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LCQ21: Light pollution caused by sunlight reflected by glass curtain walls

     Following is a question by the Hon James To and a written reply by the Secretary for Development, Mr Paul Chan, in the Legislative Council today (January 28):


     It has been reported that some motorists have complained that at dusk, the glass curtain walls of the International Finance Centre reflect sunlight from a low angle right in front of them, making them unable to keep their eyes open and thus affecting road safety. Some residents of the Yau Tsim Mong District have also complained that the glass curtain walls of the International Commerce Centre reflect sunlight into their homes, affecting their daily lives. Regarding light pollution caused by sunlight reflected by glass curtain walls of buildings, will the Government inform this Council:

(1) of the number of complaints received by various government departments in the past five years about light pollution caused by glass curtain walls of buildings, broken down by government department and the District Council district in which the building is situated, together with the names of the buildings involved; among the complaints, of the numbers of those made by residents and motorists respectively;

(2) besides the Environmental Protection Department, whether other government departments are responsible for handling and following up such kind of light pollution complaints; and

(3) whether the government departments concerned will take follow-up actions after receiving such kind of complaints; if they will, of the details; if not, the reasons for that?


     The Buildings Ordinance (BO) provides for the planning, design and construction of buildings and their related works, regulating mainly the structural and fire safety, as well as hygiene and other aspects of buildings. In particular, the Building (Construction) Regulations (B(C)R) under the BO set out the material, design and construction requirements of glass curtain walls. The requirements are, among others, that curtain walls shall safely sustain the combined dead loads, imposed loads and wind loads, and shall be constructed of non-combustible materials. However, there is no express provision in the B(C)R to regulate the reflection of sunlight by glass curtain walls. Regarding the three-part question, my reply is as follows:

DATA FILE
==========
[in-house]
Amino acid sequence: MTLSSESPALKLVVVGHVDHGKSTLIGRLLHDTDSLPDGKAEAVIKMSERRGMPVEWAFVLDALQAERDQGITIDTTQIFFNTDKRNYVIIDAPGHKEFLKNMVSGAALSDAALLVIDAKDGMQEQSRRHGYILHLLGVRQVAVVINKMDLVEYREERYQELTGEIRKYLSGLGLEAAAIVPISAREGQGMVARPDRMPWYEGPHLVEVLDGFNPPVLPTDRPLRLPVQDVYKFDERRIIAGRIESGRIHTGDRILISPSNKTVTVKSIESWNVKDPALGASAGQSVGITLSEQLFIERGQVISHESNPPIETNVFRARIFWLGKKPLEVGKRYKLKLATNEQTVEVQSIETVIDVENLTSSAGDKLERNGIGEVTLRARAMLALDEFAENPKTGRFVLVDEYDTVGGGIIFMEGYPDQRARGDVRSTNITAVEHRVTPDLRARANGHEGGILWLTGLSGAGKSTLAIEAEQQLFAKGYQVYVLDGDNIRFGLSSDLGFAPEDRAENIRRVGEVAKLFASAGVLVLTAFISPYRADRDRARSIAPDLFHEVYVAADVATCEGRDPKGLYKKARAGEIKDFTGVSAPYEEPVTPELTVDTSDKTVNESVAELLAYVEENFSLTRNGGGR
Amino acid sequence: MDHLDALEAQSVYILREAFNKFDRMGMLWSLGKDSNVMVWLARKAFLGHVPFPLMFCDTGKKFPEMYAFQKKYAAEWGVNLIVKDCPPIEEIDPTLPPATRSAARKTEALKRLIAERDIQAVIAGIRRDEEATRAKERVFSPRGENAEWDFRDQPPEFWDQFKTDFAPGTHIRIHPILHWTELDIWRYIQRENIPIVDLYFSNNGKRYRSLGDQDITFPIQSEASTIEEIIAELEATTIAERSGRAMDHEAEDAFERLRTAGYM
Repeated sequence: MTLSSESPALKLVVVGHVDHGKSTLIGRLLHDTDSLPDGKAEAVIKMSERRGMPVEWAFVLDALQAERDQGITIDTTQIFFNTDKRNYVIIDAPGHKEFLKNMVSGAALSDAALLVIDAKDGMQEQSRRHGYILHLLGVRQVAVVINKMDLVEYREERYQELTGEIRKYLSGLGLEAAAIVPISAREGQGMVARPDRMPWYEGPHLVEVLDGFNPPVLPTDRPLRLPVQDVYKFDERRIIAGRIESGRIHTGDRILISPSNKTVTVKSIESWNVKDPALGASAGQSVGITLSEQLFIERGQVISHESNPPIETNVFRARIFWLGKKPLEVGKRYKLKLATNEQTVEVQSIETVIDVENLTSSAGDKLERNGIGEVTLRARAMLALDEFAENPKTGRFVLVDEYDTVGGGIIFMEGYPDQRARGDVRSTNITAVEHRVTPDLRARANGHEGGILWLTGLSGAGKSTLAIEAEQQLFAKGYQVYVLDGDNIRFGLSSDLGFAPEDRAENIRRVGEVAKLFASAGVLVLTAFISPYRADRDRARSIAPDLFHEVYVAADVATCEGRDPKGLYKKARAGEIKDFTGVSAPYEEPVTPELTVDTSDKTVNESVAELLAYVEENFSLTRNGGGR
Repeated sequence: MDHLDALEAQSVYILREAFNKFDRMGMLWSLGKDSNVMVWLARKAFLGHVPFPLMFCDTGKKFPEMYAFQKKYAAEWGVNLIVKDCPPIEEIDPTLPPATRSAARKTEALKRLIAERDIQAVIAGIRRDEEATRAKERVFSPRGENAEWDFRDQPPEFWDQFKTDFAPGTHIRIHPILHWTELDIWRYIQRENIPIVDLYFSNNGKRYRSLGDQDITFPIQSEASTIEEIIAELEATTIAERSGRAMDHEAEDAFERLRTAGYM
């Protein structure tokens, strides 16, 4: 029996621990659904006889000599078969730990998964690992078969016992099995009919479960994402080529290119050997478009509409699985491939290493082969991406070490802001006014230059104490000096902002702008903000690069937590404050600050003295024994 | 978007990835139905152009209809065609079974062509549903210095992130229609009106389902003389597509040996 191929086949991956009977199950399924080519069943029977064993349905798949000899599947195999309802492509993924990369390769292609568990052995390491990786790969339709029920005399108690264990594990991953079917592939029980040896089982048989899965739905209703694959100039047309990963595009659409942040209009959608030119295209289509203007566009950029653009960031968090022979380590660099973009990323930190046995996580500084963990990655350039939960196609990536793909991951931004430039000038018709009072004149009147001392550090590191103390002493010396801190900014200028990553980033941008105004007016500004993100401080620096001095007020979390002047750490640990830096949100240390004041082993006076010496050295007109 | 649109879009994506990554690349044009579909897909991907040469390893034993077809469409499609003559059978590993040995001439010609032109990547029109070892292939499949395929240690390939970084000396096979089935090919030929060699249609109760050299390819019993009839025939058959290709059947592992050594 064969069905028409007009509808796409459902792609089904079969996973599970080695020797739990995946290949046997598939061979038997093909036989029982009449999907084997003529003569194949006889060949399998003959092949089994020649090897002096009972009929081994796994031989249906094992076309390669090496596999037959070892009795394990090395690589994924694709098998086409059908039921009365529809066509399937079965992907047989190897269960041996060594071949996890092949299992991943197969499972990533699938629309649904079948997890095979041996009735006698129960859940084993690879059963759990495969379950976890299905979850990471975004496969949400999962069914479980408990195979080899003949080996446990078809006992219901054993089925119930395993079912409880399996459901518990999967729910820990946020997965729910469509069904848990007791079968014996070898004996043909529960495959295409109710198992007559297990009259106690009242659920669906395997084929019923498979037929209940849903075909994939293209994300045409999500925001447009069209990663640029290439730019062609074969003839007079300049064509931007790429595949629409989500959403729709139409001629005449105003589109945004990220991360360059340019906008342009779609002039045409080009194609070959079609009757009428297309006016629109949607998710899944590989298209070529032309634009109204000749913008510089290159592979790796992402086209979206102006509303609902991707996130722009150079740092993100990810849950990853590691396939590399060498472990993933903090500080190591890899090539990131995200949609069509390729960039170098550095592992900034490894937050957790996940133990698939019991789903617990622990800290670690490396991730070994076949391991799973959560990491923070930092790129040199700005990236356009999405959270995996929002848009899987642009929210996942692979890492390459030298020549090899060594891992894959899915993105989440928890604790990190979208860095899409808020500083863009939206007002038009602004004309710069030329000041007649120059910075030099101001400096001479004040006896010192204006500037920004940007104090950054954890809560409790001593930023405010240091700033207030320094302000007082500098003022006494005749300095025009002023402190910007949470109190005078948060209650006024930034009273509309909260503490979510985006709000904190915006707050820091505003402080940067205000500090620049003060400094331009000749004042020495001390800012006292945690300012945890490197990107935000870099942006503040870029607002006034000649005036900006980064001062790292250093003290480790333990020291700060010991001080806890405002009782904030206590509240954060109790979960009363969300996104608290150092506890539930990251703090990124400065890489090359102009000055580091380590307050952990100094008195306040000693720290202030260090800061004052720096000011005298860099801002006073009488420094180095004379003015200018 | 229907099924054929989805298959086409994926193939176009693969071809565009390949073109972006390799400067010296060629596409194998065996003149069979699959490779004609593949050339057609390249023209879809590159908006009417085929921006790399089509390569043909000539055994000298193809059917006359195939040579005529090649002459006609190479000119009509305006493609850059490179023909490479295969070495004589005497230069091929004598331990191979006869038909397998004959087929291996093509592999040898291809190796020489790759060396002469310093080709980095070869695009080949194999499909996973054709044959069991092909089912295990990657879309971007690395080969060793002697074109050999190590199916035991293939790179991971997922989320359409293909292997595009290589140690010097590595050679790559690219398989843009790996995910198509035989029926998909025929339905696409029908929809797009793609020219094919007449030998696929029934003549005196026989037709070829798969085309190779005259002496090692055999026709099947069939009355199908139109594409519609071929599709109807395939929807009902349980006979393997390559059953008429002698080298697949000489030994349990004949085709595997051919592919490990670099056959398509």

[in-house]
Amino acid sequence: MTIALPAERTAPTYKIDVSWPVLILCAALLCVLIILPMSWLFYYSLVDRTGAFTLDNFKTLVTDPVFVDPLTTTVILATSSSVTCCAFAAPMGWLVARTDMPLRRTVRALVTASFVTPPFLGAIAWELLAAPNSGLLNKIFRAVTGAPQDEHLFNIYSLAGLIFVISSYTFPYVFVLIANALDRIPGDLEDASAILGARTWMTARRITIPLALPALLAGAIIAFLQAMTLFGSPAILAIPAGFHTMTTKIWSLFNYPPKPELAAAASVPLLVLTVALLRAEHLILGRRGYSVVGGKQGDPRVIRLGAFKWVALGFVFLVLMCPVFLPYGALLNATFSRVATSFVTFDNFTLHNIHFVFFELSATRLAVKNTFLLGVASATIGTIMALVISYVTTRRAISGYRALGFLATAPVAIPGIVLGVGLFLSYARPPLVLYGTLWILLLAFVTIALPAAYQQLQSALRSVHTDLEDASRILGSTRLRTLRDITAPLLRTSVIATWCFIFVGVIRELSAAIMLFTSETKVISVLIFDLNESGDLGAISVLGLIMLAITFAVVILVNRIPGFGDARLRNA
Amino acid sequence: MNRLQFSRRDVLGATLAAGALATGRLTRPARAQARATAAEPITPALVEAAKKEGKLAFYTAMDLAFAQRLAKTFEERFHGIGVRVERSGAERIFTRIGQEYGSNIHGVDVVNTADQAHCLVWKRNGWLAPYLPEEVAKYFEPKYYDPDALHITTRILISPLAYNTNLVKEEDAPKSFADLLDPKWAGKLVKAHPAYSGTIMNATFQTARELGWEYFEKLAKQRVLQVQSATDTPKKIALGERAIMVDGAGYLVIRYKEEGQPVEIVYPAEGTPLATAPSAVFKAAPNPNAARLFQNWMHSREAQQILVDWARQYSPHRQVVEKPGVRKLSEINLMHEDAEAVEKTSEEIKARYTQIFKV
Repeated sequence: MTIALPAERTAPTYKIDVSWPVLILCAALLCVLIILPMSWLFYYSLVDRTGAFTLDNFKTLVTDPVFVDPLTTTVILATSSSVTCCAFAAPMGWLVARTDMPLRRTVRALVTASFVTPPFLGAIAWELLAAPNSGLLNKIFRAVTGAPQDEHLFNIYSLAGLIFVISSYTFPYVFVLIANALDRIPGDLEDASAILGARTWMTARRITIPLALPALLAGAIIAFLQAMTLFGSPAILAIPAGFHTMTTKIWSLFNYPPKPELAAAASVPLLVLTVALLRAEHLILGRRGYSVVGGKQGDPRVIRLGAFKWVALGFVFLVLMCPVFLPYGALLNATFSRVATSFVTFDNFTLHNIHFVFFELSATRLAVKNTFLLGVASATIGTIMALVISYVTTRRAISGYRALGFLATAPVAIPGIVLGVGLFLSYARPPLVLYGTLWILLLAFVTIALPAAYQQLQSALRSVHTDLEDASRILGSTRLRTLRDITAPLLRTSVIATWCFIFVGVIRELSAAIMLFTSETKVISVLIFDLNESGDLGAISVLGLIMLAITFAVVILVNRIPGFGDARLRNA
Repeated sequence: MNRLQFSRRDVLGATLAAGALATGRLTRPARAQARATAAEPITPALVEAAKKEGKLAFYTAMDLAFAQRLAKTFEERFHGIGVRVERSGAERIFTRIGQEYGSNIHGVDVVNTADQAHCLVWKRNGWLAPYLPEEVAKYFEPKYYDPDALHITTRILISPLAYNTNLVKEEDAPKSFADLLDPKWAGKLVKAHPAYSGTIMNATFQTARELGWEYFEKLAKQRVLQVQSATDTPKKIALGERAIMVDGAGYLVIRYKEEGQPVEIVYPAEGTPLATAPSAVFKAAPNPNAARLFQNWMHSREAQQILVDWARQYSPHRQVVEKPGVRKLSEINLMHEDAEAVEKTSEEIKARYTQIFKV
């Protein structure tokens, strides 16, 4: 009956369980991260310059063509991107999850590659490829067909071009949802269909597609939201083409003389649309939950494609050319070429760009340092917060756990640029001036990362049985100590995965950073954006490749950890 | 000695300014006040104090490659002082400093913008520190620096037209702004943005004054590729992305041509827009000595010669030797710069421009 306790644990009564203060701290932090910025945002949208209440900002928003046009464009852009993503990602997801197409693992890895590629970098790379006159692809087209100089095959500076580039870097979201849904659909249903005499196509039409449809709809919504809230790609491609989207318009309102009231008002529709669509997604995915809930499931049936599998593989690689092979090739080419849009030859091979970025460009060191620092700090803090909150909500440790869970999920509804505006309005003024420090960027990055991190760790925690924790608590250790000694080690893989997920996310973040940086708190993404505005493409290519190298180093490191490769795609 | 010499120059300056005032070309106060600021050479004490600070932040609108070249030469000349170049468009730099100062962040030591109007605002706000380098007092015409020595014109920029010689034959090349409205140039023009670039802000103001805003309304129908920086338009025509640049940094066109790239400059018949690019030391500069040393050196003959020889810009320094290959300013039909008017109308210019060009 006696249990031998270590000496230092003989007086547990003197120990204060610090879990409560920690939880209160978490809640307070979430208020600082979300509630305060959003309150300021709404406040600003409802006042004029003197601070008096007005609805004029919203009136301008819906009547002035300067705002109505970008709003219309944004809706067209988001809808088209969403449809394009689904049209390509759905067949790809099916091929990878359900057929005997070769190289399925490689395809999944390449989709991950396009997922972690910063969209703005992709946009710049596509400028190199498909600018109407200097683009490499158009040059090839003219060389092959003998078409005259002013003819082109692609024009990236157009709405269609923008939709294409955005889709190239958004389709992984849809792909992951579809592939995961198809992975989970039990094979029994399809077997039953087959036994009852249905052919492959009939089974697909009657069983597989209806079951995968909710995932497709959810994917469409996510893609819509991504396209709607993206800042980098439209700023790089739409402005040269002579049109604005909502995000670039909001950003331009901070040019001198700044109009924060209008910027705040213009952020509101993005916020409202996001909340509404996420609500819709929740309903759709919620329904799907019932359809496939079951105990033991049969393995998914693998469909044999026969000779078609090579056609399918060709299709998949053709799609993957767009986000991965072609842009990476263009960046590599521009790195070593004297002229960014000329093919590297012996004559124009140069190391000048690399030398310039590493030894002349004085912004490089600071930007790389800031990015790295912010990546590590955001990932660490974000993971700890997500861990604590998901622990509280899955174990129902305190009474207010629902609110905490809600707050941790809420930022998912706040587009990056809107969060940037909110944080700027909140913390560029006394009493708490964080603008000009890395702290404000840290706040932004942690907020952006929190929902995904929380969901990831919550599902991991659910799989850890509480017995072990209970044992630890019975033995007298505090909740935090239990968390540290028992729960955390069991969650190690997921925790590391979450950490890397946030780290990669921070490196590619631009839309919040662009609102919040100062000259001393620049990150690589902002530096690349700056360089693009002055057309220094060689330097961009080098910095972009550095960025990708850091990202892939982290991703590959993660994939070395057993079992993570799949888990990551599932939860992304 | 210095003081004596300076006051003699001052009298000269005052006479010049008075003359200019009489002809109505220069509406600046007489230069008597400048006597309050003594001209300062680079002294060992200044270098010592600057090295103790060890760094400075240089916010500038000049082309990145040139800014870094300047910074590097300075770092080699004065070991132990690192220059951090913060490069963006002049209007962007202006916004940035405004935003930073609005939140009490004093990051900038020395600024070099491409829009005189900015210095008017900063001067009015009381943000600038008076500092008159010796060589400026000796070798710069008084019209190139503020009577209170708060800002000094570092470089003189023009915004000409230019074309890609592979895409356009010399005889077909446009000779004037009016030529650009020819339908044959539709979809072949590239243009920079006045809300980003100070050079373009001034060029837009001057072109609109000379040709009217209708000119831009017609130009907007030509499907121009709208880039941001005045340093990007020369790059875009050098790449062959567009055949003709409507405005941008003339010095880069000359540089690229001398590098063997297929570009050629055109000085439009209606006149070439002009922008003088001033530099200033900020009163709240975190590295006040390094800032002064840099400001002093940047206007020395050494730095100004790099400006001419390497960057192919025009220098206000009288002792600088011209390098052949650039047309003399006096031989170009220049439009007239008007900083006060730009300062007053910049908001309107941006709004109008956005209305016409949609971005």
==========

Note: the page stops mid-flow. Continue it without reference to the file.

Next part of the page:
(1) Relevant departments have not maintained statistical information on complaints about the reflection of sunlight by glass curtain walls of buildings. Regarding the buildings mentioned in the question, the Buildings Department (BD) received in 2012 complaints referred by the Environmental Protection Department about the glass curtain walls of the International Commerce Centre (ICC) reflecting sunlight into the flats of nearby estates. However, BD has not received any complaints about reflection of sunlight by the glass curtain walls of the International Finance Centre.

(2) and (3) In general, upon receipt of a complaint about the glass curtain walls of a building, BD staff will conduct an inspection, investigate if the glass curtain walls involve building safety issues or unauthorised building works, and take enforcement action as appropriate.

     Regarding the ICC case, in view of the concern of the residents of the relevant estates, BD has relayed to the then authorised person (AP) responsible for the ICC project the request of the residents for the owner to take appropriate mitigating measures. BD has learnt from the AP that the owner of ICC had appointed an expert to conduct a study on mitigating measures and would consider applying non-reflective materials to the curtain walls on certain floors to improve the situation.

     Moreover, BD promulgated a new guideline in September 2014, requiring that the glazed portion of the building envelope (such as curtain wall and window) of residential buildings and residents' recreational facilities should have an external reflectance (i.e. the percentage of daylight reflected from a glass surface) of not more than 20 per cent as one of the pre-requisites for the granting of gross floor area concessions for residential buildings. The new guideline will take effect in April 2015. BD is also considering extending the application of a similar guideline to commercial buildings. BD is consulting the building industry on the proposal.

Ends/Wednesday, January 28, 2015
Issued at HKT 14:30


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